Booz Allen Units to Part Ways

Booz's Ralph Shrader said employees
Booz's Ralph Shrader said employees "will see no changes." (Adam Berry - Bloomberg News)
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By Zachary A. Goldfarb
Washington Post Staff Writer
Saturday, May 17, 2008

The consulting firm Booz Allen Hamilton said yesterday it is splitting up, selling its U.S. government business to private-equity firm Carlyle Group for $2.54 billion and spinning off its commercial business into a separate company.

The deal pairs two of the largest private companies in the region. Booz Allen, based in McLean, has 13,000 local employees and is one of the government's largest providers of services. Carlyle, based in the District, has $81.1 billion under management and is one of the largest private-equity firms in the world.

The move is the culmination of more than two years of soul-searching at Booz Allen, which has struggled to reconcile the diverging paths of its units. The government unit's business surged after the post-Sept. 11 boom in government spending. The commercial unit, however, has failed to keep pace. That has created tensions between the units and amplified differences between their cultures, management and clients.

The deal, financed partly by debt, was seen as a sign of improvement in the credit markets, at least for certain deals, after the tightness of the past year. It was possibly the largest buyout of a government contractor ever, and Carlyle's biggest since its $6.3 billion bid to buy Manor Care in August. Despite the deal's size, participants said the agreement did not necessarily mean the industry would see other acquisitions soon.

Carlyle is well-known for buying firms, shaking up their operations to spark growth and selling them, but company officials said it has no plans to revamp Booz Allen.

"Continuing to operate their business as they have will generate a level of growth that will get us the increase in value we're hoping to achieve," said Peter Clare, a Carlyle managing director who oversees the firm's defense, aerospace and government services portfolio.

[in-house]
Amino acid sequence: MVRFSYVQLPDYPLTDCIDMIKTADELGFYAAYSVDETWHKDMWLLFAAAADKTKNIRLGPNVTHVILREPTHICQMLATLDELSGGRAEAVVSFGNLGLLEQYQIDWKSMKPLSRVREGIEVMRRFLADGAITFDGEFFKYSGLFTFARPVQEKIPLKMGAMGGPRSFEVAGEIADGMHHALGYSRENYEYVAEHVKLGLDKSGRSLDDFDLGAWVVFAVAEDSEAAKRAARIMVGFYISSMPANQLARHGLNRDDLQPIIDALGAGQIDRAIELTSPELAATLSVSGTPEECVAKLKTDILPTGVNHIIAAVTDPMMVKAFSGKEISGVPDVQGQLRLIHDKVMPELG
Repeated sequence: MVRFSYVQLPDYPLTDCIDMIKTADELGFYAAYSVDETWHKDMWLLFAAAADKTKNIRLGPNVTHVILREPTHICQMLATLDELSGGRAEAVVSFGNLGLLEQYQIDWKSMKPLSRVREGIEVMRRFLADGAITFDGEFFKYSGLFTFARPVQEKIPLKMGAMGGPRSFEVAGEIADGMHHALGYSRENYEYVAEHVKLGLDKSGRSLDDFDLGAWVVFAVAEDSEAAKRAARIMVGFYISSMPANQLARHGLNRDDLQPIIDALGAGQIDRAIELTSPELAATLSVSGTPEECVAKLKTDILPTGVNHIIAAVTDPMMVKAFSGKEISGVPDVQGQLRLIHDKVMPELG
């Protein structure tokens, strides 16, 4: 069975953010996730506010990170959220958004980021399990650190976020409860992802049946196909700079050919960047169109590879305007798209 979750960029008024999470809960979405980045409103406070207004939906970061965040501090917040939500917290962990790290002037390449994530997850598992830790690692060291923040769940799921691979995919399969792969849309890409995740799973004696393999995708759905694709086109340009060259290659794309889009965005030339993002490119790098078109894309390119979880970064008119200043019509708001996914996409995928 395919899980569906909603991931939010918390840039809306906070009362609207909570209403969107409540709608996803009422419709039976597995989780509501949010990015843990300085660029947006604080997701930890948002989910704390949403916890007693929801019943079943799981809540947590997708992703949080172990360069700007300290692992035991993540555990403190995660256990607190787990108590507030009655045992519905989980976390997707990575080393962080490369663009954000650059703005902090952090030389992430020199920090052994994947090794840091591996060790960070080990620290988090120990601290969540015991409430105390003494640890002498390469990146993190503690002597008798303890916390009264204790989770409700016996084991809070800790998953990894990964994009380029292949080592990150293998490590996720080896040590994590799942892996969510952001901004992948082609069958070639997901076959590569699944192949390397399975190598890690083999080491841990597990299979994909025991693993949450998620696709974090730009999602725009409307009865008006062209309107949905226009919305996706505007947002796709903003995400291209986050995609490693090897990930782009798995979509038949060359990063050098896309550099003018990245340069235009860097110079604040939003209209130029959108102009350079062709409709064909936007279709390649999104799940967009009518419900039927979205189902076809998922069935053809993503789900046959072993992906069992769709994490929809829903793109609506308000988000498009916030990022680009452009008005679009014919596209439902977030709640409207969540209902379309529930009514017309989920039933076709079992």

Carlyle, as a majority owner, will be in a position to advise Booz Allen on what markets to enter and can provide capital if Booz Allen pursues acquisitions, Clare said.

"This was opportunity-driven. This is our ninth investment in a government services firm, so this isn't a sea change for us," Clare said. "I think our focus in our transactions is ultimately on the sectors of government services that we find most attractive -- [information technology], security, intelligence."

Ralph W. Shrader, Booz Allen's chairman and chief executive, said employees had no reason to be fazed by the announcement: "My message to the staff is, 'You will see no changes.' "

Shrader, who had planned to retire next year, will stay indefinitely to run the newly constituted government business.

Analysts said they expected Carlyle and Booz Allen to try to bring the company public in a few years, but Shrader and Clare both said it was too early to know if and when that might happen.

John Allen, co-head of the defense and government services group at Reston's BB&T/Windsor Group, said the Booz Allen deal is the latest and highest-profile of a string of smaller private-equity deals in recent years. Chief among them: New York-based Veritas Capital bought Falls Church contractor DynCorp for $850 million in 2005.


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